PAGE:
Former prostitute Annie Lobert’s TV show Hookers: Saved on the Strip comes packaged with the staged drama, overacting and ridiculous sensationalism of reality television, but offers the promise of redemption for prostitutes wanting out of the violent and “exploitative” life of sex work. A worthwhile endeavor, some might say.
- Hookers: Saved on the Strip
- Investigation Discovery channel, Wednesdays, 10 p.m.
- International Day to End Violence Against Sex Workers
- December 17, 6 p.m., Erotic Heritage Museum
But not everybody believes sex workers need to be saved, including sex workers themselves—men and women from varied backgrounds and social classes who say they like what they’re doing and that they’d rather see an end to the abuse and discrimination than the occupation. Many of them will emerge across the globe in vigils and marches on December 17, the International Day to End Violence Against Sex Workers. Locally, supporters will meet for a vigil at the Erotic Heritage Museum, then march down Las Vegas Boulevard carrying red umbrellas.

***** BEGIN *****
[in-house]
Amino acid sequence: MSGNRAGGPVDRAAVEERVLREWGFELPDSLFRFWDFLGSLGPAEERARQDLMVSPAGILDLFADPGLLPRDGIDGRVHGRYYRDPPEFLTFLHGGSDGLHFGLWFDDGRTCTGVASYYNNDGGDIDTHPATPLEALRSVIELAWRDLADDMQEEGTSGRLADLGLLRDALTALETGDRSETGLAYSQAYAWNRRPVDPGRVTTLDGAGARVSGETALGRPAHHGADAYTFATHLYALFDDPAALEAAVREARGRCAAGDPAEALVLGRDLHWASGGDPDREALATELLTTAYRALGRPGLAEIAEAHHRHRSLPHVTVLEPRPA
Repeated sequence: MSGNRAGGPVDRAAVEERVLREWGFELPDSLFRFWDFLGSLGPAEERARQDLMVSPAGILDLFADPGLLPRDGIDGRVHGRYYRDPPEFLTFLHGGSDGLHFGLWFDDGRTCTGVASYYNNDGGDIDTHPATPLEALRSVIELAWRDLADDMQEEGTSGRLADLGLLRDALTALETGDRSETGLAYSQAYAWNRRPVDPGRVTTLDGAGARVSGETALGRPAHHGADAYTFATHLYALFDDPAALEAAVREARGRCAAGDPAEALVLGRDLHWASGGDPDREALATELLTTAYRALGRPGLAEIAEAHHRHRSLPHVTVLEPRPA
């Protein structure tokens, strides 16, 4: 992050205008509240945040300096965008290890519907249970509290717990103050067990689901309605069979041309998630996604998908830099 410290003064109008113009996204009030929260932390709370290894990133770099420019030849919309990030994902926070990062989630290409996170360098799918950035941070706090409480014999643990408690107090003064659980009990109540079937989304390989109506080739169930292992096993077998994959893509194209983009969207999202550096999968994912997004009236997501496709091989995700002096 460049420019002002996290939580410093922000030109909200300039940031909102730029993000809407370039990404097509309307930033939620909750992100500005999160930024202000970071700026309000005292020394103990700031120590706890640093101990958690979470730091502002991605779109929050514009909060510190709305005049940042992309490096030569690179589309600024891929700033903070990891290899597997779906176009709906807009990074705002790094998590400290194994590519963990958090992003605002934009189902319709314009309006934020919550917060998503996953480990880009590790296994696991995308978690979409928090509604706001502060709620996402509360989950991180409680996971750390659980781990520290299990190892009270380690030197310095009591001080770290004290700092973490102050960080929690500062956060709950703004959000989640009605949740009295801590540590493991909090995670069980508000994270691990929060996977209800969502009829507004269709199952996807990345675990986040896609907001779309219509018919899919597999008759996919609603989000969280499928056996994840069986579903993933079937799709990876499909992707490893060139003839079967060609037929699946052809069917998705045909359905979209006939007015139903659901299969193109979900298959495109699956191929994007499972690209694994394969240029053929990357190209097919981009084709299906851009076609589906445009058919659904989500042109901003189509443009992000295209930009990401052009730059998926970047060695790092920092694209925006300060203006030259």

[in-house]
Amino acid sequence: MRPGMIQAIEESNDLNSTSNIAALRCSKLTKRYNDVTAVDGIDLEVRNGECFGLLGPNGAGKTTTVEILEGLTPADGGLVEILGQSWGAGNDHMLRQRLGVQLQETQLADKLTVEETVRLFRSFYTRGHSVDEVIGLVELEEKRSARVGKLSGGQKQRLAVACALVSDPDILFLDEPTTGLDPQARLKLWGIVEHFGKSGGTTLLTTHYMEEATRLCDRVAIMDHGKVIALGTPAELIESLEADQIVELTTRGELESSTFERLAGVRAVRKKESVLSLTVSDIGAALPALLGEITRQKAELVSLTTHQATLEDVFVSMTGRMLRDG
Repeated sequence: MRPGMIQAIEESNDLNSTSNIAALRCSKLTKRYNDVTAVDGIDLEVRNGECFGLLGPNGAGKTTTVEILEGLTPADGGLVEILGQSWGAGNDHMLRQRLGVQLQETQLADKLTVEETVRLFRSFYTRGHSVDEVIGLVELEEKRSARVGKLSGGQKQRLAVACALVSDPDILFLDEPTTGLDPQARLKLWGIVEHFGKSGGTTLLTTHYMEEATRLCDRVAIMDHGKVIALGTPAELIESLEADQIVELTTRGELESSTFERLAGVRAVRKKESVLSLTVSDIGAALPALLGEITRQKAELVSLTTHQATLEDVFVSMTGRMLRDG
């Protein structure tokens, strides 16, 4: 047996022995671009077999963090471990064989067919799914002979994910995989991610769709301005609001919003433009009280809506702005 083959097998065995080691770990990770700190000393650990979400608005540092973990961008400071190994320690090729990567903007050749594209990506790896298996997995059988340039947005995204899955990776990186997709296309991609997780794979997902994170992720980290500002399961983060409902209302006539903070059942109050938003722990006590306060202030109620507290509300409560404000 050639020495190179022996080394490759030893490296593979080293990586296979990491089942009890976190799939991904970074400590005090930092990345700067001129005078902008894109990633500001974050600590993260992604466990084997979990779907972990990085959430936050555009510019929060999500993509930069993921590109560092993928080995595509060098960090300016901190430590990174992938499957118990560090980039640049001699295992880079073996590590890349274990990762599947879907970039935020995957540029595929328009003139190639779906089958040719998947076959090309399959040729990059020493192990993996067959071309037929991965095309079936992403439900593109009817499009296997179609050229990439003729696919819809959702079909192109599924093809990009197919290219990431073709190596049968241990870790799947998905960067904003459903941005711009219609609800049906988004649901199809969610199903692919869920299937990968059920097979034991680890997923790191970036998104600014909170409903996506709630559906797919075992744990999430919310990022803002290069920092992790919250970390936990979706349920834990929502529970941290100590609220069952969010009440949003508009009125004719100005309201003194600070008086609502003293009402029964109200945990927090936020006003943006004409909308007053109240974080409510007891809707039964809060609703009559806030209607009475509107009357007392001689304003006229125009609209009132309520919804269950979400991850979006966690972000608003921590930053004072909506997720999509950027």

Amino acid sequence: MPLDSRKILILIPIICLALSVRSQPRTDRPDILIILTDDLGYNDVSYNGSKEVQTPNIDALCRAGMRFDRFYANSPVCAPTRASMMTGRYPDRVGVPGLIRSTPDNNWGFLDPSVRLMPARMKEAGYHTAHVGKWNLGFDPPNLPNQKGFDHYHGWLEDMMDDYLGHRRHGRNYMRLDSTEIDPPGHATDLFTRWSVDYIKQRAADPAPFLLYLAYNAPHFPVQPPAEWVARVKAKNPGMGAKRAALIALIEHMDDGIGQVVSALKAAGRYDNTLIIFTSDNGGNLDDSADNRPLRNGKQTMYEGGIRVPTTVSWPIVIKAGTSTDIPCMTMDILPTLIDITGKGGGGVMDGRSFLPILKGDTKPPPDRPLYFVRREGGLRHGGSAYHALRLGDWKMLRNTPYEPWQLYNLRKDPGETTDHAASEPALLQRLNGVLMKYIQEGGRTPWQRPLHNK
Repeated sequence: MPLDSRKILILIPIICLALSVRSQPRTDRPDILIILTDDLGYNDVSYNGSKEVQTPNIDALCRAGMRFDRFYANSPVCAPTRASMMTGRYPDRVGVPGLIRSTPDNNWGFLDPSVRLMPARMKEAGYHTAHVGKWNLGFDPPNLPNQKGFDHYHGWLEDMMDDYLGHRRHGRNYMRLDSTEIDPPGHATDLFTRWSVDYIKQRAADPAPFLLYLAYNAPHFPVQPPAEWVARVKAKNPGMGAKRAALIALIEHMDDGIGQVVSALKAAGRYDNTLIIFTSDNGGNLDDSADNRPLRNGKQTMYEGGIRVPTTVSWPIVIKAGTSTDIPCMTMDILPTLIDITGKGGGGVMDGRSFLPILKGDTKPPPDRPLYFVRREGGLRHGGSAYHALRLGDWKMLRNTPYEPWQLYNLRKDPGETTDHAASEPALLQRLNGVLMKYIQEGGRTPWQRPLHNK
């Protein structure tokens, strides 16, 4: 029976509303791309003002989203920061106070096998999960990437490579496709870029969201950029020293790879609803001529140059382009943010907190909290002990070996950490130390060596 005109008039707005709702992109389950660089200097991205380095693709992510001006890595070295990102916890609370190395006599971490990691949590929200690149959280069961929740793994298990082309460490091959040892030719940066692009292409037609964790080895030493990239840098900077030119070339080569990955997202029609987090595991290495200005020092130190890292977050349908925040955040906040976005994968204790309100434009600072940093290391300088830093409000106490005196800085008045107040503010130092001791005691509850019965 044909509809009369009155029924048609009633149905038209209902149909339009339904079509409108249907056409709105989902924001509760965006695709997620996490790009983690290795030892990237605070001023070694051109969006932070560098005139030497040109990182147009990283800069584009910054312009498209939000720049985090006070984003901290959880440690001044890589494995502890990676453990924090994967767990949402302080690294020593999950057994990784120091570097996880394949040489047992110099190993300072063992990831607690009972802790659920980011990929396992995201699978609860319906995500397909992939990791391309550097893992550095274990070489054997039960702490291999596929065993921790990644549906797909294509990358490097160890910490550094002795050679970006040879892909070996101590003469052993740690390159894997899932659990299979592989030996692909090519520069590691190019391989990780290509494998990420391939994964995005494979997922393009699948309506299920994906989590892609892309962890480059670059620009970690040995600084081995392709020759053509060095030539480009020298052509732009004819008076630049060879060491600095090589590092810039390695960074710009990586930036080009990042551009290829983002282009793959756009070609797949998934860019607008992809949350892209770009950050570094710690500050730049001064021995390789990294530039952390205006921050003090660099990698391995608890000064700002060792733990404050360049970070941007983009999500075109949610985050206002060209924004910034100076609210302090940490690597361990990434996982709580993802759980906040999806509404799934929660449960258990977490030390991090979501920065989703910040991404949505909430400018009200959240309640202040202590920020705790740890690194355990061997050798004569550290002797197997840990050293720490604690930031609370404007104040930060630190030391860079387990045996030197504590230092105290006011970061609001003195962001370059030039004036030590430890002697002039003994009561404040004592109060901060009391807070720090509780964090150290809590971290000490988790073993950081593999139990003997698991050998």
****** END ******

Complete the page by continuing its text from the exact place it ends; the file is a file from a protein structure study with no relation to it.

“We hate the fact that abuse happens in the sex industry,” says Susan Lopez, co-founder of Desiree Alliance and founder of the Las Vegas chapter of the Sex Workers Outreach Project. “We envision a day when all sex work is without violence. The reason violence exists is because it is illegal. As of now, you can’t do anything about it. You can’t say, ‘Hey, my pimp beat me up,’ because you’d get arrested. There is also this [belief] throughout the ages that it’s impossible to rape a prostitute.”
Lopez has not seen Saved on the Strip and supports Lobert’s relationship with the people who want or need help leaving the life, but she disagrees with Lobert’s Hookers for Jesus definition of prostitution that focuses on sex trafficking and exploitation. “There are many ways to operate in the industry that are not exploitative,” Lopez says. “You can’t blanket an entire industry as bad and exploitative because it has to do with sex.”